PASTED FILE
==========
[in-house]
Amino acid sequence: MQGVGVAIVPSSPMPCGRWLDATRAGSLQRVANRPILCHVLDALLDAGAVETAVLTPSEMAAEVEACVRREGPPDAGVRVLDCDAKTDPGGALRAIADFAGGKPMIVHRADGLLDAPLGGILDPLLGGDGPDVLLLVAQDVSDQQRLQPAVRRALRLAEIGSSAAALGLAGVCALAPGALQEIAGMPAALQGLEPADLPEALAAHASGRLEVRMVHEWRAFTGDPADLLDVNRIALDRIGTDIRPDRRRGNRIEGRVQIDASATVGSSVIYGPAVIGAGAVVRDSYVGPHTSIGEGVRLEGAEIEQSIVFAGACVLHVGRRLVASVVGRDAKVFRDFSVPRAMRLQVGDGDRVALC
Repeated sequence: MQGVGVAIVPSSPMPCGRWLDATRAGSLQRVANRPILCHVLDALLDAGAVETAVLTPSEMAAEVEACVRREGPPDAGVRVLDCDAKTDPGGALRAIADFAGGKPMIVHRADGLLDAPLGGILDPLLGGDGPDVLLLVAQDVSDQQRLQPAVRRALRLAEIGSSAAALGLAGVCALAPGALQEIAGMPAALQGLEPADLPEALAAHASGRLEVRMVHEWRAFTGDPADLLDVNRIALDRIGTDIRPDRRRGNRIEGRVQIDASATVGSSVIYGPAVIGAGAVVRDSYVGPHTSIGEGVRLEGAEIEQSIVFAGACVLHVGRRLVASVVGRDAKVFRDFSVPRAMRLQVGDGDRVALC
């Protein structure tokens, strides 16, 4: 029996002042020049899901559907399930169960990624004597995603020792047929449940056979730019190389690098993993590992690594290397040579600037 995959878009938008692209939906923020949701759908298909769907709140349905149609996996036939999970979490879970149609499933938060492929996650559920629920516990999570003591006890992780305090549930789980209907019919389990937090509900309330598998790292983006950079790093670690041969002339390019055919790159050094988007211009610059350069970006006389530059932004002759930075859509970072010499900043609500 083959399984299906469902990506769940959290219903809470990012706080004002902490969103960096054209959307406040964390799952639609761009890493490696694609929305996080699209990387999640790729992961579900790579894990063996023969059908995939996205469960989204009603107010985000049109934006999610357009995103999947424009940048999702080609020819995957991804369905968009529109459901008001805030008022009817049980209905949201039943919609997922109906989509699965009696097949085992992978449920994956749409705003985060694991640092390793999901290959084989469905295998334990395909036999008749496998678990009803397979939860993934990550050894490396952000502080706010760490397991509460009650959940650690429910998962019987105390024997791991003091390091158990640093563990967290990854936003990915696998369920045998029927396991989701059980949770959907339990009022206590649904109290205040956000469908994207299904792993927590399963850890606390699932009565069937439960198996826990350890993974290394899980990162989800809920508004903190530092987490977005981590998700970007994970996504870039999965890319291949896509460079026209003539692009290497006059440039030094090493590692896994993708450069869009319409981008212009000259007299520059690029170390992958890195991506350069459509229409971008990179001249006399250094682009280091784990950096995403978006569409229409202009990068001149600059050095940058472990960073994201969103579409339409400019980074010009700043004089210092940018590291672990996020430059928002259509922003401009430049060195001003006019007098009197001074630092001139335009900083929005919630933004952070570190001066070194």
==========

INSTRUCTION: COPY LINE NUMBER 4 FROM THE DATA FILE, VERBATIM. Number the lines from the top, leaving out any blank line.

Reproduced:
């Protein structure tokens, strides 16, 4: 029996002042020049899901559907399930169960990624004597995603020792047929449940056979730019190389690098993993590992690594290397040579600037 995959878009938008692209939906923020949701759908298909769907709140349905149609996996036939999970979490879970149609499933938060492929996650559920629920516990999570003591006890992780305090549930789980209907019919389990937090509900309330598998790292983006950079790093670690041969002339390019055919790159050094988007211009610059350069970006006389530059932004002759930075859509970072010499900043609500 083959399984299906469902990506769940959290219903809470990012706080004002902490969103960096054209959307406040964390799952639609761009890493490696694609929305996080699209990387999640790729992961579900790579894990063996023969059908995939996205469960989204009603107010985000049109934006999610357009995103999947424009940048999702080609020819995957991804369905968009529109459901008001805030008022009817049980209905949201039943919609997922109906989509699965009696097949085992992978449920994956749409705003985060694991640092390793999901290959084989469905295998334990395909036999008749496998678990009803397979939860993934990550050894490396952000502080706010760490397991509460009650959940650690429910998962019987105390024997791991003091390091158990640093563990967290990854936003990915696998369920045998029927396991989701059980949770959907339990009022206590649904109290205040956000469908994207299904792993927590399963850890606390699932009565069937439960198996826990350890993974290394899980990162989800809920508004903190530092987490977005981590998700970007994970996504870039999965890319291949896509460079026209003539692009290497006059440039030094090493590692896994993708450069869009319409981008212009000259007299520059690029170390992958890195991506350069459509229409971008990179001249006399250094682009280091784990950096995403978006569409229409202009990068001149600059050095940058472990960073994201969103579409339409400019980074010009700043004089210092940018590291672990996020430059928002259509922003401009430049060195001003006019007098009197001074630092001139335009900083929005919630933004952070570190001066070194």